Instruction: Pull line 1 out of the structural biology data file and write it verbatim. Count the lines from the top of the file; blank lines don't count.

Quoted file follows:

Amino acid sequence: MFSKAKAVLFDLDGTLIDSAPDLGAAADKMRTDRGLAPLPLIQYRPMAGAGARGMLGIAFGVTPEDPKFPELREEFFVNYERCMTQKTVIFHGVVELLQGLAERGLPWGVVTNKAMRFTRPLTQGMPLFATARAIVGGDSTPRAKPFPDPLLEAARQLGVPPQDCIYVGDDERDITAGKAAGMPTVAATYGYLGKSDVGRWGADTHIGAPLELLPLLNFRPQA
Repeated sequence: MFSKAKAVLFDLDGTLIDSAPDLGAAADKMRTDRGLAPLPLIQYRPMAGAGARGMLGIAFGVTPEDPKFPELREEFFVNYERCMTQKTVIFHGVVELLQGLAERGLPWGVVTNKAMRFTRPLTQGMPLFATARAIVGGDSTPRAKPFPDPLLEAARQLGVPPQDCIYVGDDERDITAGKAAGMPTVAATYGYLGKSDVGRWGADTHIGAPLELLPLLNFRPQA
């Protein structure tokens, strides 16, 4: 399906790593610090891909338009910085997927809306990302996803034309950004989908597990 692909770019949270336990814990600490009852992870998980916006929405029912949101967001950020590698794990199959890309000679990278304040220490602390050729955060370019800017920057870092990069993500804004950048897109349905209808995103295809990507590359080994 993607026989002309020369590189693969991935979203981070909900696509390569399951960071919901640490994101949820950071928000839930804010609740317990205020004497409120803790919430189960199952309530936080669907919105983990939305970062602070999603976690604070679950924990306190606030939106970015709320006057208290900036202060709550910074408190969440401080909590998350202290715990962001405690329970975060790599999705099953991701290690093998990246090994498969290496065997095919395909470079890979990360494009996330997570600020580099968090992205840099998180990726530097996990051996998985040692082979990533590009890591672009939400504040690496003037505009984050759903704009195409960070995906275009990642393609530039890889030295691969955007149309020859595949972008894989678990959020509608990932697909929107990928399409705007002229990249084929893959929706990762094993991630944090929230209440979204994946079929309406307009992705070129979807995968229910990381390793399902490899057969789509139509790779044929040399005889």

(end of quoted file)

Amino acid sequence: MFSKAKAVLFDLDGTLIDSAPDLGAAADKMRTDRGLAPLPLIQYRPMAGAGARGMLGIAFGVTPEDPKFPELREEFFVNYERCMTQKTVIFHGVVELLQGLAERGLPWGVVTNKAMRFTRPLTQGMPLFATARAIVGGDSTPRAKPFPDPLLEAARQLGVPPQDCIYVGDDERDITAGKAAGMPTVAATYGYLGKSDVGRWGADTHIGAPLELLPLLNFRPQA